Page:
We finally arrived at Risby Cove in Strahan at 5:30 pm, to a wonderfully welcoming woman who apologised that she upgraded us to the waterfront top floor unit as there had been a cancellation. The suite was already warmed up, and on her advice, we opened a Tassie Pinot from the mini bar. Well, actually she gave me a 'taster' of the wine which I carried up to the room and finished, then opened the bottle.  Graham had pre booked us into their restaurant for dinner at 7 which gave us lots of time to relax on the deck sipping away while enjoying the amazing view of Strahan village, by sunset. (To be truthful, we quickly moved inside and enjoy the view from the couch as it was stupidly cold.)

Dinner was nice, but we were pooped, Graham having such a big day driving then digging through the rocky ground to install the signs, and I was exhausted from watching.  What can I say? I had sympathy back pains, as I'm a good wife.

Day two he'll be installing a sign for Hogarth Falls somewhere in the city, but I suspect instead of writing, I'll wander into the village, pick up a few things, check out his installation then have dinner with Mandi and Charlie our friends from Hobart, who coincidentally are also in Strahan on Friday night.  Re my writing - I think it's becoming apparent, I need to book 3 weeks away alone somewhere secluded, with no adventures or anyone to speak to… as I cannot ignore a new adventure…

Day 2

Even without "Elwood the alarm dog", we were up early as the sun brightened our room. I wandered through the living room, to the kitchenette appreciating the ocean view as I filled our little suite with the wonderful smell of coffee. We sat in bed sipping away enjoying the view. After our lazy start, we went on the hunt for somewhere to have breakfast in the Village. Clearly there is no early start in this lovely holiday town.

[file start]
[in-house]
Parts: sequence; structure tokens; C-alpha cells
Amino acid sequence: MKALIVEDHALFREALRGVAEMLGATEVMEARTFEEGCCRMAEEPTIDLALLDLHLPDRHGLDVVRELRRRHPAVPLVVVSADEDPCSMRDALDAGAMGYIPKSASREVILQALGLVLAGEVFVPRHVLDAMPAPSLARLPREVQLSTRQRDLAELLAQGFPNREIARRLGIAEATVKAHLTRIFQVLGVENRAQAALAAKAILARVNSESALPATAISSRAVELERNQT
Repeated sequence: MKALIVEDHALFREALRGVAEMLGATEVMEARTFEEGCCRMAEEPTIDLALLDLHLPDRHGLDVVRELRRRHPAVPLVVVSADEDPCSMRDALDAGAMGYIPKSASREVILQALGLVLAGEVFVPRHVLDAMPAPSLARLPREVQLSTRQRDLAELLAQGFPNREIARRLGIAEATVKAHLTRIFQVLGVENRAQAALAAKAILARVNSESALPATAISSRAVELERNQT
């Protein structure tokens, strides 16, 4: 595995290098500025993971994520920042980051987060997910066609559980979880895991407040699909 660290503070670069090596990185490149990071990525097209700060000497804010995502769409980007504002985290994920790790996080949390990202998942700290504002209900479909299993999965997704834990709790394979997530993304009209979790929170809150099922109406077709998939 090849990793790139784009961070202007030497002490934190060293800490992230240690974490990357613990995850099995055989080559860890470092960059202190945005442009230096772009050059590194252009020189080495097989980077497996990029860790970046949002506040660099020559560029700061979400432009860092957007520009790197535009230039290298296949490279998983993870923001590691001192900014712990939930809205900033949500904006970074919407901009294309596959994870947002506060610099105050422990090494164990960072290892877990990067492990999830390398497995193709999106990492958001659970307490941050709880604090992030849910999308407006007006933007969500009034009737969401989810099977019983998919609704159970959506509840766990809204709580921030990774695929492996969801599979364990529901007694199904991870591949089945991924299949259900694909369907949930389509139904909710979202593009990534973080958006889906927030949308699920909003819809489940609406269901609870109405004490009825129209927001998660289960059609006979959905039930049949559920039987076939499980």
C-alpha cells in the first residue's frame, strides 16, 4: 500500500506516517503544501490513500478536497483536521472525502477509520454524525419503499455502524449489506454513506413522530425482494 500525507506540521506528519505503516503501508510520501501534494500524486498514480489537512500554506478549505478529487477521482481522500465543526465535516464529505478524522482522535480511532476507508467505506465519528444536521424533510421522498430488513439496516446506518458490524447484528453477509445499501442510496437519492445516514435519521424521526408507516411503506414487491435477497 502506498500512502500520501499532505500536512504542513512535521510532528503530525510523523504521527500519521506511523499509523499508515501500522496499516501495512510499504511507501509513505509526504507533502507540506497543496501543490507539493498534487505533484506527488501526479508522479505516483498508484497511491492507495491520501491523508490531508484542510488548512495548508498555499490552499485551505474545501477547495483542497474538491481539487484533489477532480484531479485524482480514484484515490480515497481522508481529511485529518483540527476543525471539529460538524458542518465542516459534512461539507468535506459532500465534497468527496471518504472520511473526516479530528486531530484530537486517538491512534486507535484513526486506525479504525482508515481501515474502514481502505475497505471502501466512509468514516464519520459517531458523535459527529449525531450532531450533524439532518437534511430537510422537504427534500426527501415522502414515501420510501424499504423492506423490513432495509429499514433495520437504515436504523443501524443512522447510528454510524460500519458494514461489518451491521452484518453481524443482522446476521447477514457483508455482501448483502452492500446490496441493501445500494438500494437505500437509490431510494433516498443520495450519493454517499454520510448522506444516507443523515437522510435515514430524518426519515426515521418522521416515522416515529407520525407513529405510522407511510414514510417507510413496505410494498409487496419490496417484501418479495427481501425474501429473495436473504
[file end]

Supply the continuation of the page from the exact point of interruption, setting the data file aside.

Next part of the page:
While Graham left messages to track down his Parks brethren, we settled on a coffee and toasties at Banjos, watching with interest as the tourists gathered on the docks for boarding on the first Gordon River cruise of the day.

Next we killed a bit of time, wandering through the cruise centres, then the wood turning centre waiting for Graham's calls to be returned. Being so drawn to the warmth of wood (and I do so love the amazing burl bowls) we discussed picking up some small trinket of wood to take home.  Once the door to the shop opened I closed my eyes and breathed in, my senses  overwhelmed with the wonderful smells of the exotic woods. I could sat on the floor and just breathed it all in, but we had a job to do so didn't linger. Mind you there were some lovely pieces, but the price tags were in the thousands. Yikes!!

"We should get our own chunk of wood, I could carve my own piece."  Graham murmured as we admired the words. Hmmm… the thought burbled in the back of our minds as we focused back on the reason for our trip here.

My planned two days of writing had already gone to pot with yesterdays adventures, and I knew I wasn't going to leave Graham to work on his own when there were no Parks folks on site for the day, so I put my little laptop aside, rugged up and was Graham's "off sider" for the day.  Interestingly enough, the sign install for Strahan ended up being about 400 meters farther along the road from our accommodation - in "People's Park".  While Graham tackled taking the old sign down, I wandered back to the Gallery in our accommodation to ask a few questions and put on warmer socks to battle the cold. By the time I wandered back, when Graham spoke to me from the cool of the shade as he wielded crow bar and shovel, I marvelled at the sweat running down his brow as puffs of steam formed from the cold as he spoke.